It’s no secret that the Tampa Bay Rays are off to a disappointing start.
Going into the weekend series in Boston, they boasted the league’s worst record, the 4th worst run differential, the 4th worst team batting average, the 3rd worst on base the worst slugging percentage, and so on. Coming out of the series, things don’t look any better.
It’s no wonder fans are disappointed. It’s no wonder the media laughs at them. I sure hope the Rays’ PR and social media staff get paid overtime.
But if you remember all the way back to 2011, the Rays got off to similarly disappointing start, and the sentiments were similar. They carried the same record 9th game of the season. Scoring 7 less runs than this year’s club though the same number of games.
Now, you’re probably thinking, that team had way more talent, right? Well, yeah, duh. But let’s remember a few things. Prior to that season, the Rays had just lost Carl Crawford and Carlos Pena to free agency. Matt Garza was traded, and the opening day starting lineup included Dan Johnson, Reid Brignac, John Jaso, and the shadow of Manny Ramirez. This was already a team that few believed in, and after an 0-6 (then 1-8) start, fans quickly bought into the nega- tive hype. That team went on to win 91 games, capping the season off in one of the most dramatic fashions in baseball history.
Am I making the argument that this is a playoff team? No, I’m not. But this team is not this bad.
So far, the 2018 Rays have played 9 games. All against the Yankees and Red Sox. While they’re not exactly the Astros, they do make up half of the American League’s 4 elite teams. While the Rays have made most of the games interesting, they’ve been, for the most part, overmatched.
How does that compare to 2011? They got swept by the Orioles in a 4 game series, swept in 2 by the Angels, and went on to lose 3 out of 4 to the White Sox. Those teams would go on to win 67, 86, and 75 games, respectively. None of them made the playoffs. There’s hope here, y’all.
With that said, let’s address the offense. It’s been bad. Strikeouts are barely down, contact has been weak, extra base hits have been scarce, and I can’t point to one hitter in the lineup who looks comfortable at the plate. What gives? Well, for one, we have to think that the Rays bats will wake up at some point. We finally saw in Sunday’s game what can happen when this team can string a few hits together.
There’s also the strength of schedule that I alluded to earlier. It hasn’t helped the Rays’ cause that they’ve had to play their first 9 games against the Yanks and the Sox, not to mention having to face Cy Young contenders in 6 of them. But there is light at the end of the tunnel.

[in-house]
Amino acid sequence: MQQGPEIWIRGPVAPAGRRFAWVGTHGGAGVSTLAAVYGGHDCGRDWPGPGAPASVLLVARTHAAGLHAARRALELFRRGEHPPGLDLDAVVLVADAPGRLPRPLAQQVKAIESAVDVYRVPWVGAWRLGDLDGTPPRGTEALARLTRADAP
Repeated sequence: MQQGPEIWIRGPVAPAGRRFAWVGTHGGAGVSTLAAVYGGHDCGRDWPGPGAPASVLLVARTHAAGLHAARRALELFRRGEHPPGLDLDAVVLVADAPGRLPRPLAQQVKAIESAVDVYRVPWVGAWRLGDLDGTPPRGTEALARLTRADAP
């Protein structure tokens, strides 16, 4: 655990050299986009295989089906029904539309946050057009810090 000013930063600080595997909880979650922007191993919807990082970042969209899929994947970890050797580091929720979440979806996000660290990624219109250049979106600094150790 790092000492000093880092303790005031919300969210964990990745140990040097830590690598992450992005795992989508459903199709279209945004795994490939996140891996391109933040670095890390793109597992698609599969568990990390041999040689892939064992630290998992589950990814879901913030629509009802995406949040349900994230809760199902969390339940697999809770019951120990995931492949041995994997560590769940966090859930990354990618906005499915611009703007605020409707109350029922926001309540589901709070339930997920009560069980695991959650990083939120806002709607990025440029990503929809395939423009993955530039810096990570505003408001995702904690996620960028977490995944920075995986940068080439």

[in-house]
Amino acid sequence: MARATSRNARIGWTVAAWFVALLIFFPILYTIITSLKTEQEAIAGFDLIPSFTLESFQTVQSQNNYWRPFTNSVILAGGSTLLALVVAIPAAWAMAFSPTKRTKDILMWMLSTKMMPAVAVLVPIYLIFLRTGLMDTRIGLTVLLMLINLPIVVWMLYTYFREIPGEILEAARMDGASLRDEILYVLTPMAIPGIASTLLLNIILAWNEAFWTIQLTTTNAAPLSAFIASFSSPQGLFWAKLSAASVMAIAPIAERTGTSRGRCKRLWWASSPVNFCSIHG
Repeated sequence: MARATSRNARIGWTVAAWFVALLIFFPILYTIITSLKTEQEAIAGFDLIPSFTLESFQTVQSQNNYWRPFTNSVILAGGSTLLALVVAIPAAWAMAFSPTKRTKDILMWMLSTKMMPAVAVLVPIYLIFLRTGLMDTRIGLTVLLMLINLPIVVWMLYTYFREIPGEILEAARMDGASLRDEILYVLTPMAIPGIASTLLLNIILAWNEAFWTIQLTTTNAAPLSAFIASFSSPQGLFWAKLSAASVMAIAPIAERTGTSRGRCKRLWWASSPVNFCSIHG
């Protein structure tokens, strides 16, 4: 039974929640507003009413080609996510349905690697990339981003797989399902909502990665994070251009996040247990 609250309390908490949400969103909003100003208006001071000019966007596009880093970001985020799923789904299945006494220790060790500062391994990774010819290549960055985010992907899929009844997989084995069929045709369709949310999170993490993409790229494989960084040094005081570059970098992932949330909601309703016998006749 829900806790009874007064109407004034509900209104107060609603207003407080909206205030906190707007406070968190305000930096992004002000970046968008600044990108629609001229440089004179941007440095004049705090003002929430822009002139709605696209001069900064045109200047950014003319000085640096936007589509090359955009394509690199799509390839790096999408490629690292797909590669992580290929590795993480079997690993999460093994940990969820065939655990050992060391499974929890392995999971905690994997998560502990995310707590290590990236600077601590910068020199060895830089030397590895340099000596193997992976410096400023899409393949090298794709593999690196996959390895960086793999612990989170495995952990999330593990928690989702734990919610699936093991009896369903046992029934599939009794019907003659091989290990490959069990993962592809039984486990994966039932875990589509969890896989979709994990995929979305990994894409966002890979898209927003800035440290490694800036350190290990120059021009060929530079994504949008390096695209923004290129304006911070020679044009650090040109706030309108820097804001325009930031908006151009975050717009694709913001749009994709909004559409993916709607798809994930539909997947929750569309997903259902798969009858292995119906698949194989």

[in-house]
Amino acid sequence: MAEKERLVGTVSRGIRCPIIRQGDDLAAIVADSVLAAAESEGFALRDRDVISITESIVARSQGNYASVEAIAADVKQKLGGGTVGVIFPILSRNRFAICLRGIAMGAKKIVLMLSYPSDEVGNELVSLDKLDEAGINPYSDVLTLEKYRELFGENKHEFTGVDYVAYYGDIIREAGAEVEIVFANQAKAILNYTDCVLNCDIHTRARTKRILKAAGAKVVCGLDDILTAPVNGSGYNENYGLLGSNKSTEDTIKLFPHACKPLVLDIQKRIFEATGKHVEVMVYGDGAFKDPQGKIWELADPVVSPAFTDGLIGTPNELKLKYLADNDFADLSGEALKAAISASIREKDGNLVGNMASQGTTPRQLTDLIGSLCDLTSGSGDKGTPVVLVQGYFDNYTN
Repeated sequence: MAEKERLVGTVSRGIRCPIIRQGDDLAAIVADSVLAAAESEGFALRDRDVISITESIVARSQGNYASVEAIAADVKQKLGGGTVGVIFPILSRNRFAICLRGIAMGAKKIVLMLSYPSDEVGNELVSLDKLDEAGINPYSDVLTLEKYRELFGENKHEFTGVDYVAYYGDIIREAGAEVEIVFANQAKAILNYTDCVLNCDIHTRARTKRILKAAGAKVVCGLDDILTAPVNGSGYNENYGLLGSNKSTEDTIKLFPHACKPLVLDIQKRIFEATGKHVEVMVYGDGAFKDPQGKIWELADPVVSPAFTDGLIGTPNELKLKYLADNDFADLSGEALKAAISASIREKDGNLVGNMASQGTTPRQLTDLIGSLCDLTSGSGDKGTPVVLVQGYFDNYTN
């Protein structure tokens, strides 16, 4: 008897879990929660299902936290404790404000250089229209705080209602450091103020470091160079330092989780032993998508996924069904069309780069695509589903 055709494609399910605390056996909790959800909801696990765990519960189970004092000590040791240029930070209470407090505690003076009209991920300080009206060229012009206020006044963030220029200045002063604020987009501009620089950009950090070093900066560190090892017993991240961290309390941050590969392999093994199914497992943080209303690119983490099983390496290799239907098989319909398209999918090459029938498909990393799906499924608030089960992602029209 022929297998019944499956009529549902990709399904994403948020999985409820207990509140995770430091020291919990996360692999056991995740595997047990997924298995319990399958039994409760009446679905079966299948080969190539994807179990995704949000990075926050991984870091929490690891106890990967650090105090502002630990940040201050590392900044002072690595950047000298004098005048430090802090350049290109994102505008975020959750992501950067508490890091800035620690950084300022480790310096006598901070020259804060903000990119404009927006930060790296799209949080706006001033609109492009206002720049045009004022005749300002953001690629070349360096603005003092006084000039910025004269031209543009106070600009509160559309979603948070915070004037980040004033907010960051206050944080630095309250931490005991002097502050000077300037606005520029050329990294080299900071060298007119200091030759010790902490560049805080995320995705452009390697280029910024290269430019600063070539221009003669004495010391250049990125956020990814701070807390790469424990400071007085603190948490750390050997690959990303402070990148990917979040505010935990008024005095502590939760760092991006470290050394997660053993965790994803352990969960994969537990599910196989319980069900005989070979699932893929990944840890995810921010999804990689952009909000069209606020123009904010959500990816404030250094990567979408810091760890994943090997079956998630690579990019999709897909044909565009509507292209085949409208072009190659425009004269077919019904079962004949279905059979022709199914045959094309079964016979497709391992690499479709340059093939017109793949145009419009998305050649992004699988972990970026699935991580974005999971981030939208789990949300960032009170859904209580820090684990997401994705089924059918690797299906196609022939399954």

After this weekend, the Rays’ April schedule goes as follows:
3 vs White Sox
3 vs Phillies
3 vs Rangers
3 vs Twins
3 vs Orioles
Following another series against the Red Sox in the opening month’s last weekend, we get:
3 vs Tigers
3 vs Blue Jays
2 vs Braves
3 vs Orioles
3 vs Royals
So, the Rays, after a tough first 9 games, 9 of the next 11 series will be played against teams with sub .500 records in 2017.
Kevin Kiermaier will not continue to hit .094. Carlos Gomez will not continue to hit .161. Brad Miller, CJ Cron and Wilson Ramos will find their power strokes. Why? Because they have to. They’re professional hitters. In statistics, the regression to the mean, states ‘if a variable is extreme on its first measurement, it will tend to be closer to the average on its second measure- ment.’ Believe it or not, this happens in baseball. Hot streaks are followed by cold streaks, and vice versa. In the end, good hitters will hit good, and bad hitters will hit bad. The pitchers will find their grooves, the defense will continue to take runs off the board.
In other words, this trend will not continue. If the Rays started 8-1 and everyone was hitting .450, there would be just as much reason to worry. When they do, in fact, regress to the mean, we could be looking at a pretty good run through April and May, a run that will silence the critics. A run that will bring the team, the front office, and the fans, back down to Earth.
If not, then we can go ahead and hit the panic button. But not before we see the results of this run. Not before May 20th. If nothing has changed, then we can panic.
But please, please, not before then.
This, is the extreme variable.